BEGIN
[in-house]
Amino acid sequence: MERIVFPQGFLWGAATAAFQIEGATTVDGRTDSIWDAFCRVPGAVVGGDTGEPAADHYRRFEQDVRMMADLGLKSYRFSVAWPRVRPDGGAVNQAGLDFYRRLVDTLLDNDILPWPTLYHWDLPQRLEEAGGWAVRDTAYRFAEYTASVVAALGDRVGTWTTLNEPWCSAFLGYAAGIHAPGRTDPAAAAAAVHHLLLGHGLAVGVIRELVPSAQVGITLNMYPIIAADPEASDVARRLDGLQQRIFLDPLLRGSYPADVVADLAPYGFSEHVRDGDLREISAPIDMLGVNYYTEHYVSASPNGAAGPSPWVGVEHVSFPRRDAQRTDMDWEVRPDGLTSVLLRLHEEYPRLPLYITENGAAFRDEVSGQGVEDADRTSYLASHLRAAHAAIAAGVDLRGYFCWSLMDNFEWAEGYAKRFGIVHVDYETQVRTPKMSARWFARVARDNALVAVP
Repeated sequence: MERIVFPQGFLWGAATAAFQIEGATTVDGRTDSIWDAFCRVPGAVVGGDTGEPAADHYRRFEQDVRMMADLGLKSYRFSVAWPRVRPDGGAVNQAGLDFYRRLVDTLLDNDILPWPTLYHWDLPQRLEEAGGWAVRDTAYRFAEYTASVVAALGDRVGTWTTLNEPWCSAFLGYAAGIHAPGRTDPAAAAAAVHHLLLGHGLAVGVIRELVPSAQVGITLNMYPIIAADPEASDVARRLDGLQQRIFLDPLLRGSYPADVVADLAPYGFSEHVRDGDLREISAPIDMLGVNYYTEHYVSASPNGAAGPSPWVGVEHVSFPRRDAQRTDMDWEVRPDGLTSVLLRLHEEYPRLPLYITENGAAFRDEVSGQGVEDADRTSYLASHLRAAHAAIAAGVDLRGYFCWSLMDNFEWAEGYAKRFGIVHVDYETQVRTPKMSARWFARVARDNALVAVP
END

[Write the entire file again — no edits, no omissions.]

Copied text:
[in-house]
Amino acid sequence: MERIVFPQGFLWGAATAAFQIEGATTVDGRTDSIWDAFCRVPGAVVGGDTGEPAADHYRRFEQDVRMMADLGLKSYRFSVAWPRVRPDGGAVNQAGLDFYRRLVDTLLDNDILPWPTLYHWDLPQRLEEAGGWAVRDTAYRFAEYTASVVAALGDRVGTWTTLNEPWCSAFLGYAAGIHAPGRTDPAAAAAAVHHLLLGHGLAVGVIRELVPSAQVGITLNMYPIIAADPEASDVARRLDGLQQRIFLDPLLRGSYPADVVADLAPYGFSEHVRDGDLREISAPIDMLGVNYYTEHYVSASPNGAAGPSPWVGVEHVSFPRRDAQRTDMDWEVRPDGLTSVLLRLHEEYPRLPLYITENGAAFRDEVSGQGVEDADRTSYLASHLRAAHAAIAAGVDLRGYFCWSLMDNFEWAEGYAKRFGIVHVDYETQVRTPKMSARWFARVARDNALVAVP
Repeated sequence: MERIVFPQGFLWGAATAAFQIEGATTVDGRTDSIWDAFCRVPGAVVGGDTGEPAADHYRRFEQDVRMMADLGLKSYRFSVAWPRVRPDGGAVNQAGLDFYRRLVDTLLDNDILPWPTLYHWDLPQRLEEAGGWAVRDTAYRFAEYTASVVAALGDRVGTWTTLNEPWCSAFLGYAAGIHAPGRTDPAAAAAAVHHLLLGHGLAVGVIRELVPSAQVGITLNMYPIIAADPEASDVARRLDGLQQRIFLDPLLRGSYPADVVADLAPYGFSEHVRDGDLREISAPIDMLGVNYYTEHYVSASPNGAAGPSPWVGVEHVSFPRRDAQRTDMDWEVRPDGLTSVLLRLHEEYPRLPLYITENGAAFRDEVSGQGVEDADRTSYLASHLRAAHAAIAAGVDLRGYFCWSLMDNFEWAEGYAKRFGIVHVDYETQVRTPKMSARWFARVARDNALVAVP